Summary: People attend small groups because they’re starving for Kingdom community. But, Kingdom community can’t be manufactured. It must be developed. Most small groups never grow into Kingdom communities because they’re never trained in how to do so.
One of the church’s common answers these days to how someone can grow in Christ is “get into a small group.” Finally, we’ve admitted the church service is of little value. In fact, many churches have so totally given up on the church service model that a buzz-phrase that has gone around for a while now among administrators in these types of churches is “We’re not a church with small groups, we’re a church of small groups.”
Basically, people are so totally over church as they know it, even the language that is being used is trying to escape it! There are even books being written about it…
But, is a small group really the answer to growing in Christ? Or is it just the latest fad soon to die out like the rest?
The typical small group meeting
In the typical small group meeting, you’re likely to find some or all of the following parts:
- members that typically see each other the most in weekly or bi-weekly meetings.
- a small group leader who
controlsleads the group in discussion about a spiritual topic.
- a pre-planned spiritual agenda or a curriculum for spiritual guidance.
- the eating of (usually unhealthy) food together.
- icebreaker games to encourage people to get to know each other.
- an expectation of commitment
- common beliefs about life
If and when people dig deep enough, they find that the real reason they attend churches isn’t to sing songs and listen to sermons (although this is what churches are built around). The real reason they attend is because they’re searching to belong to close-knit-organic-body life-Kingdom community. This search is in every Christian’s spiritual DNA. When they aren’t in it, they feel (even unknowingly) that they’re in a wilderness. This is because Kingdom community is a Christian’s home.
The small group is the church’s latest answer to manufacture it. The problem is…community can’t be manufactured. This is because authentic community contains life, and life can’t be manufactured. You can’t build a living thing on an assembly line.
But this is the way it’s attempted in small group programs. The thought is that if all of the parts above are “put together” by following the instructions, then Kingdom community will “be built.” But, it’s being learned the hard way that this just isn’t the case.
Myths about belonging to kingdom community
In fact, there are a lot of beliefs about how community develops that just aren’t true. Despite the small group program’s effort to help fill the gap, the book The Search to Belong by Joseph Myers shows us many “Common Myths of Belonging” that these programs embrace. They include…
More time = more belonging.
While time is a crucial factor in the facilitation of community, spending time together itself does not develop community. You can spend a ton of time together, but if the maturity to love one another through conflict isn’t present, the development of community will be stopped right in its tracks before it ever gets rolling.
More commitment = more belonging.
While commitment is another crucial factor in the facilitation of community, showing up every time there’s a meeting does not mean that community will develop. Ever come across a married couple that simply doesn’t get along very well, but you know they’ll be together until they die because they made a commitment and they’re going to stick to it? They have commitment, but they don’t have community.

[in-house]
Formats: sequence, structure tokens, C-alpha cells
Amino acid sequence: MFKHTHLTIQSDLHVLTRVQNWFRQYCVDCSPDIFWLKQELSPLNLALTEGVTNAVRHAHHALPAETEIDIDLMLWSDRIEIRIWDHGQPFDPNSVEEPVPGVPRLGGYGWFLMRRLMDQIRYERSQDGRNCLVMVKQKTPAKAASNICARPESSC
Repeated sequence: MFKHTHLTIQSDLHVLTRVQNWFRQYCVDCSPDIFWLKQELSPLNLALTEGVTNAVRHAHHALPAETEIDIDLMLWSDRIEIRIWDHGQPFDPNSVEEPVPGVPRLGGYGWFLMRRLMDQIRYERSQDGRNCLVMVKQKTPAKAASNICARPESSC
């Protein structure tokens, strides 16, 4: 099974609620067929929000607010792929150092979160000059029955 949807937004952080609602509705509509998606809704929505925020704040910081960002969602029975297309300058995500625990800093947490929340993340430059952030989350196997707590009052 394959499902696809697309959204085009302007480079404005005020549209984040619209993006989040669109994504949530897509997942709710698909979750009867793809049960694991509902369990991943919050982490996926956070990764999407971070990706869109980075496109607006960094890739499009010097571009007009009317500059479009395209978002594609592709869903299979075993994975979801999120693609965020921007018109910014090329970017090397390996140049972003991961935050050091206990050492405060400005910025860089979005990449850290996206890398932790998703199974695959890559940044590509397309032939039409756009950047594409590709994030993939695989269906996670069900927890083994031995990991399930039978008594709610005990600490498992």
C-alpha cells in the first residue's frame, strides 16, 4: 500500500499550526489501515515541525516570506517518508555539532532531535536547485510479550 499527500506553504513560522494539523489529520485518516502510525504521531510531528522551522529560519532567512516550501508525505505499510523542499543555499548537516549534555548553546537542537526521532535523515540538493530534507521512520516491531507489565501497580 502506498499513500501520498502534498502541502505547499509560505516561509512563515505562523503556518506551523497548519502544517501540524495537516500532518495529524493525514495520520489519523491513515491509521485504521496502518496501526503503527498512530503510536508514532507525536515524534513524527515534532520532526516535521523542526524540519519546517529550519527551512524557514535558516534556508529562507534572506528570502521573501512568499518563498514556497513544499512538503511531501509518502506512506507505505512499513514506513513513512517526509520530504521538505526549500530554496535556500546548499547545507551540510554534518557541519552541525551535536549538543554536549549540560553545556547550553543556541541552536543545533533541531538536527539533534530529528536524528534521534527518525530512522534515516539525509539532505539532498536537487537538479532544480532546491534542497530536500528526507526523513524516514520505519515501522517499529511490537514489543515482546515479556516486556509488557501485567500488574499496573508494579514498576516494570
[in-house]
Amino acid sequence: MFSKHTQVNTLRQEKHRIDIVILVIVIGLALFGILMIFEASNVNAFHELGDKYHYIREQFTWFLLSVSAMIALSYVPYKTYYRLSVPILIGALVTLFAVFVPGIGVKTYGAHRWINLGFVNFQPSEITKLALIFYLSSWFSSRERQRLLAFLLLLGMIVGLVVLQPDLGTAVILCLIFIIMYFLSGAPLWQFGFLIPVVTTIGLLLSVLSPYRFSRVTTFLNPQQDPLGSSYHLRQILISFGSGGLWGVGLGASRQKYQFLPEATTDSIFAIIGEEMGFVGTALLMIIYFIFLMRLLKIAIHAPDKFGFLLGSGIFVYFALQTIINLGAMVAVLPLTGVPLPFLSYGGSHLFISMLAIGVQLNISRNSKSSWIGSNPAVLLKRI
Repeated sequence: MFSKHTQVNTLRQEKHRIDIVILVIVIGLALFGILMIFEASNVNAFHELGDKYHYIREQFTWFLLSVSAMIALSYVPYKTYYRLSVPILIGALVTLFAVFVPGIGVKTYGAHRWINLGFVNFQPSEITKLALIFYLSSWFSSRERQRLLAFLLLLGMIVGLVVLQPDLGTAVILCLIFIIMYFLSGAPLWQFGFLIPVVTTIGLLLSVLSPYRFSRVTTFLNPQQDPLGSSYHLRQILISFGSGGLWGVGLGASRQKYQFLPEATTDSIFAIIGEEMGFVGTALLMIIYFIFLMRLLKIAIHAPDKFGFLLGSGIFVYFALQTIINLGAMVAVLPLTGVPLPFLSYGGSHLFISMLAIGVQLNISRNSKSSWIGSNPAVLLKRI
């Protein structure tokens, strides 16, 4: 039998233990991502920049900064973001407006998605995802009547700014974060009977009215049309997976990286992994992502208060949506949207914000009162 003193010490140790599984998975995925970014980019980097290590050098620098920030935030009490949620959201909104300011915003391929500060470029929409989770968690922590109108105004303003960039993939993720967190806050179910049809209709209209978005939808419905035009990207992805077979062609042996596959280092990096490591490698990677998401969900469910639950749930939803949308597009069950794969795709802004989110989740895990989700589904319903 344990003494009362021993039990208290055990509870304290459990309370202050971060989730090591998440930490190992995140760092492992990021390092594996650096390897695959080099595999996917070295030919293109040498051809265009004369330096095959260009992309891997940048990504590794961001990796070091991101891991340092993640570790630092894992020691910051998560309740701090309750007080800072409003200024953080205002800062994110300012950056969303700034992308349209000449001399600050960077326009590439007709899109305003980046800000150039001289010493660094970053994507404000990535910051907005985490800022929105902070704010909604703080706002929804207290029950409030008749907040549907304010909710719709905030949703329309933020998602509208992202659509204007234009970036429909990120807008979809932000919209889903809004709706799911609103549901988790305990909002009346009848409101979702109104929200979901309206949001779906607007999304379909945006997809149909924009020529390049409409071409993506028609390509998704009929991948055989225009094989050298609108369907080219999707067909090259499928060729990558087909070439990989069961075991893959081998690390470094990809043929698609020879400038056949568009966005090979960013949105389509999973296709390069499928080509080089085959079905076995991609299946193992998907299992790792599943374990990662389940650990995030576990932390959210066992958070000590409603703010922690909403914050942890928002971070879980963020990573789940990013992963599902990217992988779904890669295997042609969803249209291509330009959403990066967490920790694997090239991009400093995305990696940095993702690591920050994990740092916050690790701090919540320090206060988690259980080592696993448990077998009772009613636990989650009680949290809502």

More purpose = more belonging.
While sharing a common purpose might be enough to get people together, wanting to see the same outcomes in life does not mean that community will develop between people. I’ve been on plenty of teams where everyone wanted to win, but their ideas about how to accomplish that kept them from letting community develop.
More personality = more belonging.
While interaction is an important part of community developing, being outgoing/funny/witty/smart or whatever doesn’t necessarily mean you’ve got healthy relationships in all the ways you need them. In fact, it’s typical to find outgoing people that exhibit attention-seeking behaviors because they’re starving for Kingdom community. You can also find people that are very introverted, but feel plenty of belonging.
More proximity = more belonging.
I’ve said many times on this blog that close-knit Kingdom community simply isn’t possible without living in close proximity to one another. But, you can live in close proximity to one another and not have Kingdom community. How about all of those neighbors that live within shouting distance of you whose names you don’t even know?
Small groups don’t equal great relationships
All of these have something in common. They may help to provide an opportunity for quality relationships to develop, but they actually don’t directly develop them. And this my friends is why small groups tend to fail to provide belonging. The people within them have to rely on these things because they haven’t developed the spiritual maturity and/or have not been trained in the skills it takes for Kingdom community to develop.
You can be close, be there all the time, never miss, believe the right things and be outgoing. But, if a group of people isn’t trained into maturity in how to live in the Kingdom, the chances are slim to none that the group will provide lasting belonging; and slim left town :).
Now, I didn’t say the group wouldn’t last. There are small groups that have been around forever, providing some level of surface-y social belonging for their members. But, if we hope to belong to true Kingdom community where members are being formed into “little Christs,” we’re going to have to learn a lot about relationships, how they develop and how they are grown.